07 February 2006

"The Host Breaks [Bread]..."

This past shabbas, I was at someone's apartment (I would post her name here, but I don't know how she feels about being mentioned.) where there were three guys and five gals: the kiddush cup was given to one of the guys, with the bread being pushed to another guy, leaving me to lead the זימון (zimmun; preparatory blessing call for the Grace After Meals). As to me leading the זימון, I was totally fine, due to the statement of Rabbi Yohanan's, which he says in the name of Rabbi Shim'on, son of Yohanan that, "The host breaks [the bread] and the guest blesses [the Grace After Meals]. The host breaks so that he can give out a lot (lit., with a pretty eye), and the guest blesses, so that he can bless the host" (bBerakhot 46a) (for more on this guest blessing, see the recent posting on the Bentsching blog). While the kiddush issue received much discussion on an earlier posting back in the fall, the issue of breaking bread concerned me.
As Lab Rab had commented there,
since the owner of the home traditionally makes Hamotzi (as recorded in the Talmud (Brachot 46a), בעל הבית בוצע ואורח מברך), when a woman is hosting she should make Hamotzi.
I find myself agreeing with him. The only exception to this of which I can think might be when the person who brought the חלה (hallah) is given it to make "haMozi" rather than the host/hostess, as they brought the bread, themselves.
So I asked one of my fellow diners, Margueya Novick (you made it onto my blog (and I spelled your
name correctly, too)!) as to why the young ladies at this meal, perhaps in general, even, were taking no interest in making these blessings and giving them over to guys. She responded that at one time she actually used to be at all girl meals and she, or other girls, used to make blessings, but feel kind of on-the-spot. However, once she started attending meals with guys, it made it easier for her that guys would be taking care of that. (Margueya, I hope I got that right. :))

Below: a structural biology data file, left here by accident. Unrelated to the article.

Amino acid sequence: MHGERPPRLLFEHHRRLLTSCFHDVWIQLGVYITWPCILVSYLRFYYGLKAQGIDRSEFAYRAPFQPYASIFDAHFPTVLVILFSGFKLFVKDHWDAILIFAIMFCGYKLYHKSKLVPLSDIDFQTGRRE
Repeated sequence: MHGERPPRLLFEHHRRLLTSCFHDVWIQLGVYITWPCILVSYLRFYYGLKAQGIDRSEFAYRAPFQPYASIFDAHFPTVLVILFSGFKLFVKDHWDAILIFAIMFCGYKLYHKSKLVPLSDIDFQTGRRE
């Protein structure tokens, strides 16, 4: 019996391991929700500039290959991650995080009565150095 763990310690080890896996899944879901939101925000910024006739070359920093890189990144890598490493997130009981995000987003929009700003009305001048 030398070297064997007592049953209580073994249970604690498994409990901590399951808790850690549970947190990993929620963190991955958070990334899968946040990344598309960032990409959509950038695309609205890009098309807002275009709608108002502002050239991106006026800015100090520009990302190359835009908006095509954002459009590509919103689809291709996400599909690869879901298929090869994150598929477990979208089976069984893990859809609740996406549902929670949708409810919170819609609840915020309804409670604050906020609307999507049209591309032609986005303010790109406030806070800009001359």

I'm not quite sure I understand that line of thinking, but I guess it is what it is and people do that. While I very much like the statement in the Talmud mentioned above (and for which I try to be מקפיד (careful)), I would suppose that in cases where the person doling out the bread at the meal is doing it as a שליח (proxy) of the host or hostess, they will hopefully give it out with good quantity to their fellow diners.
***As with all of my posts, this is not a פסק הלכה (judgement of Jewish law), as I am only in rabbinic
school, and not yet an ordained rabbi.***


ZK said...


One Shabbos at Mincha a few months ago, a guy approached and asked me if I would set him up with a particular girl. He came over to me after Maariv and told me to forget about it because he had gone to her apartment for Seuda Shlishit and she had made Hamotzi herself and he wasn't into the whole "feminist thing." So I know you see things sort of black and white, but other people might view this issue as a feminist thing and don't want to be branded as that (obviously totally removed from whether in reality it in away has any connection to feminism or even if it halachically appropriate.) Lots of times people do things based on how they look or what is considered normative rather than if it is actually correct. Thought you would have figured that one out already. :)

Drew_Kaplan said...

ZK (Good to see you back on my blog (assuming it's who I think it is).),
I think I mentioned in a comment in an earlier posting that I'm trying to work with the tension that exists between me seeing halakhah on paper in halakhic works in a "two-dimensional" fashion and that of the "three-dimensional" world of Jewish people, that it's no so simple as simply halakhah. As someone who spends most of their time in a beis midrash, I often see halakhah in such "two-dimensional" terms, without seeing how things are practiced so much. I imagine that once I get out there as a rabbi, I will not be in the "two-dimensional" realm of thinking as much as expanding my understanding to one which understands beyond just the written halakhah.

Anonymous said...

Drew!!! Thanks for the shout out, but I had been facetious- I was just kidding around that I started having co-ed meals so as to rid me of the 'motzi pressure'- I couldn't care less what people do, but I personally feel uncomfortable with certain tasks that have simply been cast as roles that men play- if I had a burning desire to do it, that would be one thing, but it really doesn't bother me at all- do men feel uncomfortable lighting shabbos candles? I've been told by many that they do. There are just certain distributed tasks we've taken for granted.

Drew_Kaplan said...

There's a certain amount of truth to the feeling of gendered roles in society, that for guys it may feel weird to light shabbas or yuntif candles because they see it as something that women do and not us. Etc.